In the case of China, with its massive manufacturing base, it could be argued that the equipment could be sourced internally. However, there are so many raw materials that go into setting up an operation of this scale that a persistent supply chain expert should be able to identify relevant flows for use in cyber early warning or cyber forensics.
Measures taken by states make it tougher to see through the mask of purchases for cyber operations. As the USCC report points out, in China, a large onus for censorship is offloaded to private enterprises, with Baidu as an example of how US capital and US board-members run a company that engages in such censorship. Of course, the work-around would be to analyse regulations in China, again pointed out by the USCC report, that “provide unfair advantage to homegrown technology companies” and watch those companies that benefit from them. Such tasks are well within the duties and expertise of agencies that deal with economic intelligence. It is time that such traditional strengths be used in attributing cyber attacks.
An argument could be made that cyber early warning would not be feasible against a silent multi-month effort like that against Indian government and Tibetan computers. True, there are major differences. For one, the alleged reason the Tibetan government officials suspected an espionage angle was because, during negotiations, Chinese officials were already well-prepared with counter-arguments against the Tibetan positions. As the Shadows in the Cloud report alleges, this was because the secret negotiation papers were exfiltrated by malware installed on Tibetan computers. The point to remember is that a cyber early warning system attempts to overcome the attribution problem. It cannot help if a system’s security mechanisms are broken and basic access policies to confidential data are absent or ignored. This is a system and network security problem and cannot be solved within the scope of an attribution system.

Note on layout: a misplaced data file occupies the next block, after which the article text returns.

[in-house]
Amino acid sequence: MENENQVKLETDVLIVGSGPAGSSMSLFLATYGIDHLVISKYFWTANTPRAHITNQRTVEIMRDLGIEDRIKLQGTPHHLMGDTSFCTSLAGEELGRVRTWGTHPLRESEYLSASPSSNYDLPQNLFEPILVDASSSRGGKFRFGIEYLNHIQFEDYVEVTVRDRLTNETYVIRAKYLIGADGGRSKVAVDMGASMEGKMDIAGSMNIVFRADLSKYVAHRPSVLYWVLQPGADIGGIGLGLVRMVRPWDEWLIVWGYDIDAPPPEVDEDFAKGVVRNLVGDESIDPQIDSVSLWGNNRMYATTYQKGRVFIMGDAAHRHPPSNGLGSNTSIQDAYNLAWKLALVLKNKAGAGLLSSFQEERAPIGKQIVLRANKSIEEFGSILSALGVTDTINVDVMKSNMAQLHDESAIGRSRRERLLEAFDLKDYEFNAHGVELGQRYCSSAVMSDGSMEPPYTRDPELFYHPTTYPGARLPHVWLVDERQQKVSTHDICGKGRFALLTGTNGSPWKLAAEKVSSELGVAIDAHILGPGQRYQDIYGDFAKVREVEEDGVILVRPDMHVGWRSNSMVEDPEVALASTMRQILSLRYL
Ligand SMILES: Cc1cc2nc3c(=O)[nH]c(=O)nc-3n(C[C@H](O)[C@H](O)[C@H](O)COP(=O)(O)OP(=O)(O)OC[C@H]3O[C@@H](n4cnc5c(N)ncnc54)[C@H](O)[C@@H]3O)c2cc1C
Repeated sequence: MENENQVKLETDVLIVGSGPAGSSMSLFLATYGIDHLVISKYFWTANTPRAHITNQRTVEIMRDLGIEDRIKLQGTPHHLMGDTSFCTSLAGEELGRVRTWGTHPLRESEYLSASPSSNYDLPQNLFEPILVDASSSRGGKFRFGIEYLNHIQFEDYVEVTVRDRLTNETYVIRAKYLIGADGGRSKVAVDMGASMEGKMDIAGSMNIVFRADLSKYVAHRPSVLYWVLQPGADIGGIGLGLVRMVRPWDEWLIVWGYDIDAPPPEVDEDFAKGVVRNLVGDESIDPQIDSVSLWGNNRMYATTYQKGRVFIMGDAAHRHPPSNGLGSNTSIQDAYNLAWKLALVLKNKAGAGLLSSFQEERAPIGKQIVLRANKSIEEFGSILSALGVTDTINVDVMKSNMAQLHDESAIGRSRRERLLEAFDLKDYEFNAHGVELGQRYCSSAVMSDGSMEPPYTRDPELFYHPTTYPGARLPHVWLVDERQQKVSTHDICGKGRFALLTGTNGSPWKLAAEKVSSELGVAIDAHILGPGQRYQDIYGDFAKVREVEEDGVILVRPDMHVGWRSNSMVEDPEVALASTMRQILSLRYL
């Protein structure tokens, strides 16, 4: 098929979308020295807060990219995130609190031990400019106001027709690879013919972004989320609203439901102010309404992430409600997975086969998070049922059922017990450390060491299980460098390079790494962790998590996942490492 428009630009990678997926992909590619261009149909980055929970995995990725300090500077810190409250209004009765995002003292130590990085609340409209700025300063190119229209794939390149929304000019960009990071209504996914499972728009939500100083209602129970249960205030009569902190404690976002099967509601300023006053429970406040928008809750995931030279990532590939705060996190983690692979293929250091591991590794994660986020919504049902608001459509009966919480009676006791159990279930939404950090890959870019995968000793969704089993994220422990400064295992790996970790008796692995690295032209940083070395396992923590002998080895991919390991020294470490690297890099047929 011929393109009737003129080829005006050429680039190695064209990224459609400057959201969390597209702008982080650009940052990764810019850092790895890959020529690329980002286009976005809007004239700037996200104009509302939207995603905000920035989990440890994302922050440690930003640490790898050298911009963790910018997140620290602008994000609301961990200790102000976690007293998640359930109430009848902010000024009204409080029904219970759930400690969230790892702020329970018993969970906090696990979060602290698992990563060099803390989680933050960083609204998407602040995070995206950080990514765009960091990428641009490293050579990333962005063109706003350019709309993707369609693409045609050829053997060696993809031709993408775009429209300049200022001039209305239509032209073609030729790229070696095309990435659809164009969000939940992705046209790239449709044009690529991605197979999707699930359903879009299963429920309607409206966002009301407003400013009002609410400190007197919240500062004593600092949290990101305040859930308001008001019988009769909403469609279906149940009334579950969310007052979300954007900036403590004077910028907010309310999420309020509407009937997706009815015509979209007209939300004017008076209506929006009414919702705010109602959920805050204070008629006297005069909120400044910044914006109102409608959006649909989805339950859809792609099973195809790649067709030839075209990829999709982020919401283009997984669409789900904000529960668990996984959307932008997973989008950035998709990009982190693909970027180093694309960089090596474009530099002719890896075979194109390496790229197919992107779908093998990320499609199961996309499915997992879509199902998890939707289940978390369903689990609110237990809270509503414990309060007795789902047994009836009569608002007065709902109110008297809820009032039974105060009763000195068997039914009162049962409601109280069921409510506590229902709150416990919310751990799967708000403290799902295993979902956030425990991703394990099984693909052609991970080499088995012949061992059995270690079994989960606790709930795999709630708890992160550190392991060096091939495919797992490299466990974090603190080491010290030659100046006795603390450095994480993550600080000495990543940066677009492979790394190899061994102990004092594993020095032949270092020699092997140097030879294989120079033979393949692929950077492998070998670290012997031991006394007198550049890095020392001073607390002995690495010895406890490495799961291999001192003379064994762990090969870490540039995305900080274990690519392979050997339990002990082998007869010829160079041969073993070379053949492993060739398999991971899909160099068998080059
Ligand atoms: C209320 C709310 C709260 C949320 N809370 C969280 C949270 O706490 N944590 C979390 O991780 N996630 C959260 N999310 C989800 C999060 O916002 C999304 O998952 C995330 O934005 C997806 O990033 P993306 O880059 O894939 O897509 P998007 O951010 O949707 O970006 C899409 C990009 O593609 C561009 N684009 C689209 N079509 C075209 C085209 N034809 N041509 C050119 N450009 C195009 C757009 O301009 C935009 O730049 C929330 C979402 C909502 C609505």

Physical-world indicators can help in attribution. A sophisticated early warning or alarm system can even help predict attacks rather than just help in attribution after an attack. Such a system would require aggregation of indicators from other fields like politics and military. Analysis of such indicators is already performed as part of traditional intelligence-gathering and there is no reason why such collection and analysis cannot be extended to track cyberwar operations. Interested readers can find the theoretical framework behind cyber early warning developed by Ned Moran discussed in Jeffrey Carr’s excellent book, Inside Cyber Warfare: Mapping the Cyber Underworld.